What and Where is Persepolis?

is the name of an archaeological ruin, part of the of the , established by King Darius 515 BC. The site is one of the best known archaeological ruins in the world, and probably the most important capital. Persepolis is located about 50 kilometers northeast of Shiraz and is open to visitors.

Persepolis was built on top of a large (455 x 300 meters) -made terrace. Access to the terrace was by a wide double staircase, and through the Gate of All Nations, featuring two pairs of colossal human-headed winged bulls. The Hall of 100 Columns would have had bull-headed capitals, and still has doorways decorated with stone reliefs. Other important buildings at the site include the of Xerxes, the Talar-e Apadana, and the “Harem”.

Construction projects at Persepolis continued throughout the Achaemenid period (with major projects from Darius, Xerxes, and Artaxerxes I and III (see Achaemenid King List), but it was destroyed by in 330 BC.

Persepolis and

Persepolis was visited by numerous European travelers beginning in the early 17th century, most notably the Dutch artist Cornelis de Bruijn, who published the first detailed description of the site in 1705. The first scientific excavations were conducted at Persepolis by the Oriental Institute in the 1930s; excavations were thereafter conducted by the Iranian Archaeological Service initially led by Andre Godard and Ali Sami. Persepolis was named a World Heritage Site by UNESCO in 1979.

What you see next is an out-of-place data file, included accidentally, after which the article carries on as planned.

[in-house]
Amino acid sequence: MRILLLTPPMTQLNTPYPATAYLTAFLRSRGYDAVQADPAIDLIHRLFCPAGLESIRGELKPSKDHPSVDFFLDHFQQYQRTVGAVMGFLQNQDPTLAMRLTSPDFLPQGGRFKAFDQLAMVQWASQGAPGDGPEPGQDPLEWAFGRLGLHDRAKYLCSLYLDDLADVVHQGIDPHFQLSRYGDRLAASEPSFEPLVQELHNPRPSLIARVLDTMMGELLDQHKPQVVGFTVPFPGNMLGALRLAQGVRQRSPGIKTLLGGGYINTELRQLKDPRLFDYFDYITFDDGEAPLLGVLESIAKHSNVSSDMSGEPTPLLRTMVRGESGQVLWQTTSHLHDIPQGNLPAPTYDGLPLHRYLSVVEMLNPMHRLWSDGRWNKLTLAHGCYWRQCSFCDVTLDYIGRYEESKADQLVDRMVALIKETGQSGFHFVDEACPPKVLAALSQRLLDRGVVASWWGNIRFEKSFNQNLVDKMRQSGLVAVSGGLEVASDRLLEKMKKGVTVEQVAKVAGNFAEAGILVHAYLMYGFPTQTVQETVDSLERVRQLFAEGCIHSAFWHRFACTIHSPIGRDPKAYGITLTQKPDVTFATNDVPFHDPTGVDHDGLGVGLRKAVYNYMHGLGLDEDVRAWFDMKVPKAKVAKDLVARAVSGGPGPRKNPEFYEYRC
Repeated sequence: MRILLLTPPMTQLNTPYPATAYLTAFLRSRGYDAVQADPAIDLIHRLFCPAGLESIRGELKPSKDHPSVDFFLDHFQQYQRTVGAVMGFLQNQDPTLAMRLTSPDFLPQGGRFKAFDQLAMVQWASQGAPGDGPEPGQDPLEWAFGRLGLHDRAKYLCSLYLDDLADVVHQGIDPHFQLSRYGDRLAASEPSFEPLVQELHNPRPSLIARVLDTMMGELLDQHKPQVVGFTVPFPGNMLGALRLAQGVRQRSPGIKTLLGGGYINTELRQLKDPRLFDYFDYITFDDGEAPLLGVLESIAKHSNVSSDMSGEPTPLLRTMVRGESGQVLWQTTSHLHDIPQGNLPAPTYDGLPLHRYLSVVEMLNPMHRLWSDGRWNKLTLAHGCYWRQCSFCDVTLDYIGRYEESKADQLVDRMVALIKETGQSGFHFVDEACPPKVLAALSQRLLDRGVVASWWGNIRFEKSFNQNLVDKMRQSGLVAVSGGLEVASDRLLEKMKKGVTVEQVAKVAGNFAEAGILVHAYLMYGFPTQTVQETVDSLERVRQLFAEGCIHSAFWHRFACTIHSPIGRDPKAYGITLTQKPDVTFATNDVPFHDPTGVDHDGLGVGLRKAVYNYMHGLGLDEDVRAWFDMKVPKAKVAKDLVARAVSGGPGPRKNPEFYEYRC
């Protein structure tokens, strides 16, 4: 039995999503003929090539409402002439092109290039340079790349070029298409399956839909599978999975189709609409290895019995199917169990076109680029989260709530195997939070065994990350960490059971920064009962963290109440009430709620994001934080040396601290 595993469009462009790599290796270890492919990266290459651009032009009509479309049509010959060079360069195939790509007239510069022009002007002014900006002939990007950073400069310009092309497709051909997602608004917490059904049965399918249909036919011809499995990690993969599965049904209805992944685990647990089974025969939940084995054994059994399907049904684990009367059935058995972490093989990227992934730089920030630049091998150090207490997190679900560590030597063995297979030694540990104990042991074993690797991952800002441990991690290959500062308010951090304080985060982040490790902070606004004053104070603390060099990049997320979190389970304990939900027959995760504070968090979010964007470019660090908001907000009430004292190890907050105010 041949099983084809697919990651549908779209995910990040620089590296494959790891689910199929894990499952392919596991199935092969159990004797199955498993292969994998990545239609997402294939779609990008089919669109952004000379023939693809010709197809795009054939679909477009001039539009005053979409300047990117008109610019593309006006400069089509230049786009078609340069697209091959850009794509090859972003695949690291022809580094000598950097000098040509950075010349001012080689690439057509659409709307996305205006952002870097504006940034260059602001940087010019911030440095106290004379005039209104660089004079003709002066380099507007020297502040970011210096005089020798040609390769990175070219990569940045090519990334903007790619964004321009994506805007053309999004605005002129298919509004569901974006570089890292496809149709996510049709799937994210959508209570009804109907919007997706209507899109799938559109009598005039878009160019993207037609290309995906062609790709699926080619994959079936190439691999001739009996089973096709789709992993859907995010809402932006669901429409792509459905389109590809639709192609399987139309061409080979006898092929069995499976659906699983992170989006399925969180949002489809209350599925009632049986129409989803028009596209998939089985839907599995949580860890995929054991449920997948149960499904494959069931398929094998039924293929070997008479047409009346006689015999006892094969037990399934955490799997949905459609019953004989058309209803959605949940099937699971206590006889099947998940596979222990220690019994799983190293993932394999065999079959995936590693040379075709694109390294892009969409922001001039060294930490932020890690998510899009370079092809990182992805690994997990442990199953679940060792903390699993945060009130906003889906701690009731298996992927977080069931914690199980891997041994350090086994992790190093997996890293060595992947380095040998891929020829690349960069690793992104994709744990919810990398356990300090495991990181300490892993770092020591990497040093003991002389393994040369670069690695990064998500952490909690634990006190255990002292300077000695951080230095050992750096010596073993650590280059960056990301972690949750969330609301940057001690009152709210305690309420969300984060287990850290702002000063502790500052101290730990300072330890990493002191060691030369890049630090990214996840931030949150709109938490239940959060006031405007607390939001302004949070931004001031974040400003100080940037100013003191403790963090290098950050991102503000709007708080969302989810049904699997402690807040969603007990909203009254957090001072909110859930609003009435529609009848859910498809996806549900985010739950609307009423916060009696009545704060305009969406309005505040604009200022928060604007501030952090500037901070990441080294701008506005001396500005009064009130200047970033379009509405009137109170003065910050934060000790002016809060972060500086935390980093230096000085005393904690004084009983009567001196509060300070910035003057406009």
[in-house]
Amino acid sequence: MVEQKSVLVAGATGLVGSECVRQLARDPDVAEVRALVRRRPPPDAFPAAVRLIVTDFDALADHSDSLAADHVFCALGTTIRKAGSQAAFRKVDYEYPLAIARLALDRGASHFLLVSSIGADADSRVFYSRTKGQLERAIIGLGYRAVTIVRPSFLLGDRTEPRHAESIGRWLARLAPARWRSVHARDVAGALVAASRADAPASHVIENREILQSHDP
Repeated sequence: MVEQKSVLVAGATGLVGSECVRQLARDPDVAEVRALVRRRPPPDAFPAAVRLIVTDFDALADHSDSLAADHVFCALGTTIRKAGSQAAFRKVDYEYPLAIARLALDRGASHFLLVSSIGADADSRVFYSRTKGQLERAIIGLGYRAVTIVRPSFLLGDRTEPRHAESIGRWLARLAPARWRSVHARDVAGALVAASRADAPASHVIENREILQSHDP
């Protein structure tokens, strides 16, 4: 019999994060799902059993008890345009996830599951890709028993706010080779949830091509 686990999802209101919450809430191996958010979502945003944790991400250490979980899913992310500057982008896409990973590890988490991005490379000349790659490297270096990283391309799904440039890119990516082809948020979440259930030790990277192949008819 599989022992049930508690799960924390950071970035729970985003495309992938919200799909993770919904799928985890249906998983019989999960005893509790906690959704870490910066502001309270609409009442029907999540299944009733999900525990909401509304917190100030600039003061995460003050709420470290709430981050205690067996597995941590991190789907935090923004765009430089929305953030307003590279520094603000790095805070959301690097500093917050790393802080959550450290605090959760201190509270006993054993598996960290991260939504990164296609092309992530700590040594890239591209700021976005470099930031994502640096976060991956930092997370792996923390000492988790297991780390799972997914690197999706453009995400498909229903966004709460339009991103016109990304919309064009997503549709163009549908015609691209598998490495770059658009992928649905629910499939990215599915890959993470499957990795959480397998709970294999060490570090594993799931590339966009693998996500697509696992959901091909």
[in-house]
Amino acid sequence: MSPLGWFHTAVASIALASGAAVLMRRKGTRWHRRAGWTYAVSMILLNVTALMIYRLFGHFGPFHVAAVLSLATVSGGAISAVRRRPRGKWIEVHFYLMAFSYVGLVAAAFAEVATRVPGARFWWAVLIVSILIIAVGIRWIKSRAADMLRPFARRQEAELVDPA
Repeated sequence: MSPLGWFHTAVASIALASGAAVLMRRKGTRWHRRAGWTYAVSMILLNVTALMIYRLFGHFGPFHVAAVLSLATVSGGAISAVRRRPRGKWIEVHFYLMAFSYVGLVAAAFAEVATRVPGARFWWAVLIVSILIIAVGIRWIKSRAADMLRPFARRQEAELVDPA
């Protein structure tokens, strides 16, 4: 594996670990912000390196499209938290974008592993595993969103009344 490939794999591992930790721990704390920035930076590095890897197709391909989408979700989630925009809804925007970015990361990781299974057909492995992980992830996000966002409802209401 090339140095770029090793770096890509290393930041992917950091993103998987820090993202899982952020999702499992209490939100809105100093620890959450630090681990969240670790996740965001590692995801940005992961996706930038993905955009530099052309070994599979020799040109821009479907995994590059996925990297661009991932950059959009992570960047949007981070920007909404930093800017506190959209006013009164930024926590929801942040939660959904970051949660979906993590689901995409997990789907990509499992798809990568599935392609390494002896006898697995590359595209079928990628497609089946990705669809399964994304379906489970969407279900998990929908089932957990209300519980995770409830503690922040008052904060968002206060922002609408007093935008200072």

Achmaenid records reported a guard wall and watchtower on the slopes of nearby Rahmat Mountain, which were thought to possibly represent fortifications for Persepolis, although archaeological evidence has been scanty. Recent remote sensing in the has confirmed that, finding additional traces of the guard wall surrounding the walls of the palaces of Persepolis.

Alternate names of Persepolis are Takht-e Jamshid, Pârsa (Old Persian), and Tchehelhimar.

Sources

A great source of information about the archaeology of Persepolis are the Oriental Institute’s Persepolis and . The Circle for Iranian Studies has numerous photos of the site.

Aminzadeh, Behnaz and Firuzeh Samani 2006 Identifying the boundaries of the historical site of Persepolis using remote sensing. Remote Sensing of Environment 102(1-2):52-62.

Curtis, John E. and Nigel Tallis. 2005. Forgotten Empire: The World of Ancient . University of California Press, Berkeley.

This glossary entry is part of the Dictionary of Archaeology. Any mistakes are the responsibility of Kris Hirst.

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